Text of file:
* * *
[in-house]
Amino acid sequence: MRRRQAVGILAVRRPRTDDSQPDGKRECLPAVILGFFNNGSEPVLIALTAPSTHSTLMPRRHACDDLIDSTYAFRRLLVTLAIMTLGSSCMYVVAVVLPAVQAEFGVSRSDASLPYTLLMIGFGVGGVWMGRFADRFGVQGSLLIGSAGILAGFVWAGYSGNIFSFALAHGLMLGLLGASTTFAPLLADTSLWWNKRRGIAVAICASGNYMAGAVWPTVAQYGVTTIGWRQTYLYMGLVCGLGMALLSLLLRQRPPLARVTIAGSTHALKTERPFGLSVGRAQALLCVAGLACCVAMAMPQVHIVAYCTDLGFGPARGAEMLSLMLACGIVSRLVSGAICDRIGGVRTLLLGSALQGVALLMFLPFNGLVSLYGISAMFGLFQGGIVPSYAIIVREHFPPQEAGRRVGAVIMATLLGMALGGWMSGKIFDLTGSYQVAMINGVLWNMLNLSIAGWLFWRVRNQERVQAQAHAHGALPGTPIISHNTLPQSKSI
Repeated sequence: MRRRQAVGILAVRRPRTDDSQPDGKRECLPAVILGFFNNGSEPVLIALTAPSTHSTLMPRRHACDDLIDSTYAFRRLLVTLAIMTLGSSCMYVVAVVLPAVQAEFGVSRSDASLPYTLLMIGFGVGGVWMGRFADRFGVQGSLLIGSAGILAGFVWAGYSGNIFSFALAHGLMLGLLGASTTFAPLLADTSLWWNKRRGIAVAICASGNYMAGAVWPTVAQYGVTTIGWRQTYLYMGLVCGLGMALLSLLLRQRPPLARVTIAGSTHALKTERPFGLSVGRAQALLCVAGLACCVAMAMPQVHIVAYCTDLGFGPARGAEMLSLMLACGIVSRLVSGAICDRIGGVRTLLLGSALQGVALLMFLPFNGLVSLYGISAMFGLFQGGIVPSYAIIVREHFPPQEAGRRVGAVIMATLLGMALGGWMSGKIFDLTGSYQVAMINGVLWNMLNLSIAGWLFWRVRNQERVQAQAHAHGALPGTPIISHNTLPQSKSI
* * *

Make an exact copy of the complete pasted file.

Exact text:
[in-house]
Amino acid sequence: MRRRQAVGILAVRRPRTDDSQPDGKRECLPAVILGFFNNGSEPVLIALTAPSTHSTLMPRRHACDDLIDSTYAFRRLLVTLAIMTLGSSCMYVVAVVLPAVQAEFGVSRSDASLPYTLLMIGFGVGGVWMGRFADRFGVQGSLLIGSAGILAGFVWAGYSGNIFSFALAHGLMLGLLGASTTFAPLLADTSLWWNKRRGIAVAICASGNYMAGAVWPTVAQYGVTTIGWRQTYLYMGLVCGLGMALLSLLLRQRPPLARVTIAGSTHALKTERPFGLSVGRAQALLCVAGLACCVAMAMPQVHIVAYCTDLGFGPARGAEMLSLMLACGIVSRLVSGAICDRIGGVRTLLLGSALQGVALLMFLPFNGLVSLYGISAMFGLFQGGIVPSYAIIVREHFPPQEAGRRVGAVIMATLLGMALGGWMSGKIFDLTGSYQVAMINGVLWNMLNLSIAGWLFWRVRNQERVQAQAHAHGALPGTPIISHNTLPQSKSI
Repeated sequence: MRRRQAVGILAVRRPRTDDSQPDGKRECLPAVILGFFNNGSEPVLIALTAPSTHSTLMPRRHACDDLIDSTYAFRRLLVTLAIMTLGSSCMYVVAVVLPAVQAEFGVSRSDASLPYTLLMIGFGVGGVWMGRFADRFGVQGSLLIGSAGILAGFVWAGYSGNIFSFALAHGLMLGLLGASTTFAPLLADTSLWWNKRRGIAVAICASGNYMAGAVWPTVAQYGVTTIGWRQTYLYMGLVCGLGMALLSLLLRQRPPLARVTIAGSTHALKTERPFGLSVGRAQALLCVAGLACCVAMAMPQVHIVAYCTDLGFGPARGAEMLSLMLACGIVSRLVSGAICDRIGGVRTLLLGSALQGVALLMFLPFNGLVSLYGISAMFGLFQGGIVPSYAIIVREHFPPQEAGRRVGAVIMATLLGMALGGWMSGKIFDLTGSYQVAMINGVLWNMLNLSIAGWLFWRVRNQERVQAQAHAHGALPGTPIISHNTLPQSKSI